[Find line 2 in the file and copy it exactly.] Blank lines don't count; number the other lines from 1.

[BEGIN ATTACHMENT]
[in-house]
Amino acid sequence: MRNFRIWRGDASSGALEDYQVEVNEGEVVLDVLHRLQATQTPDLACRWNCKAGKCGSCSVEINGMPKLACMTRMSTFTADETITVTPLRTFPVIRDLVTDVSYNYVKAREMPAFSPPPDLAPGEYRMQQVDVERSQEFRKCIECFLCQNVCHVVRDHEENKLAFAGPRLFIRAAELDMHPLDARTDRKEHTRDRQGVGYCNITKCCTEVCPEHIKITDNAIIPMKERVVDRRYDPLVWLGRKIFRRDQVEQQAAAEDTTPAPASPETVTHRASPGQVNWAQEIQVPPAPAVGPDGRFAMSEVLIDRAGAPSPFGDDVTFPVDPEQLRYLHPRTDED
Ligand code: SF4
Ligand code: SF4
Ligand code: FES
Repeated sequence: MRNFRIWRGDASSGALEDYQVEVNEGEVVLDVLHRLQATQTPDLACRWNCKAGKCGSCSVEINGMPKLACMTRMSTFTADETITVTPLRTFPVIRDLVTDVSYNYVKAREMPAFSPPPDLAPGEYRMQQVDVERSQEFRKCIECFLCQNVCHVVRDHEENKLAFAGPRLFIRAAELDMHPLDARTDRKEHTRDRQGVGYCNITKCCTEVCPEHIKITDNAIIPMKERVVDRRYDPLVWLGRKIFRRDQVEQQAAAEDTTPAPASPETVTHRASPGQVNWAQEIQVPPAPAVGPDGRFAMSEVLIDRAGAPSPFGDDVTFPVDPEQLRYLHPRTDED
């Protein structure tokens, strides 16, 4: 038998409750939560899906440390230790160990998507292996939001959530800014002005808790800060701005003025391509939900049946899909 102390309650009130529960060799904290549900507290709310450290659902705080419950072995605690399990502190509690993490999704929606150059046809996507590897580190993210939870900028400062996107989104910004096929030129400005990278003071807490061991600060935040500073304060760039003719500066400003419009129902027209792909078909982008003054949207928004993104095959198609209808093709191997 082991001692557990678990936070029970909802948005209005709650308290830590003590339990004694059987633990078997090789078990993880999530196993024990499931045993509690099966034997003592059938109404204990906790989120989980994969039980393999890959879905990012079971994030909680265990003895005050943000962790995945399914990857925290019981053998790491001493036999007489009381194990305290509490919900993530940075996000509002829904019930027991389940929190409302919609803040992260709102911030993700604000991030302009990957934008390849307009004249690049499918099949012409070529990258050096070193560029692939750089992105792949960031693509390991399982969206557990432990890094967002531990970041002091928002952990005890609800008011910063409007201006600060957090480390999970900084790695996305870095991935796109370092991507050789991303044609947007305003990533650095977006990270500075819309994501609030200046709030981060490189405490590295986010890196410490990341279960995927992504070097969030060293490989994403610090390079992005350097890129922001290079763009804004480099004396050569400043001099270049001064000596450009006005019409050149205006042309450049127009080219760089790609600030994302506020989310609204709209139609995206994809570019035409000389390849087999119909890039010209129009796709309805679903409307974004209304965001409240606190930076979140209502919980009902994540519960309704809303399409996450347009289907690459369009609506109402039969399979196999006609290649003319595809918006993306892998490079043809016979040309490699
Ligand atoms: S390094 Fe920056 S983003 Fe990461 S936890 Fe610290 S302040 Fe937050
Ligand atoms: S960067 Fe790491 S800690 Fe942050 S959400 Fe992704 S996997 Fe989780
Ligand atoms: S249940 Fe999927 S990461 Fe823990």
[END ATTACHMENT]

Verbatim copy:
Amino acid sequence: MRNFRIWRGDASSGALEDYQVEVNEGEVVLDVLHRLQATQTPDLACRWNCKAGKCGSCSVEINGMPKLACMTRMSTFTADETITVTPLRTFPVIRDLVTDVSYNYVKAREMPAFSPPPDLAPGEYRMQQVDVERSQEFRKCIECFLCQNVCHVVRDHEENKLAFAGPRLFIRAAELDMHPLDARTDRKEHTRDRQGVGYCNITKCCTEVCPEHIKITDNAIIPMKERVVDRRYDPLVWLGRKIFRRDQVEQQAAAEDTTPAPASPETVTHRASPGQVNWAQEIQVPPAPAVGPDGRFAMSEVLIDRAGAPSPFGDDVTFPVDPEQLRYLHPRTDED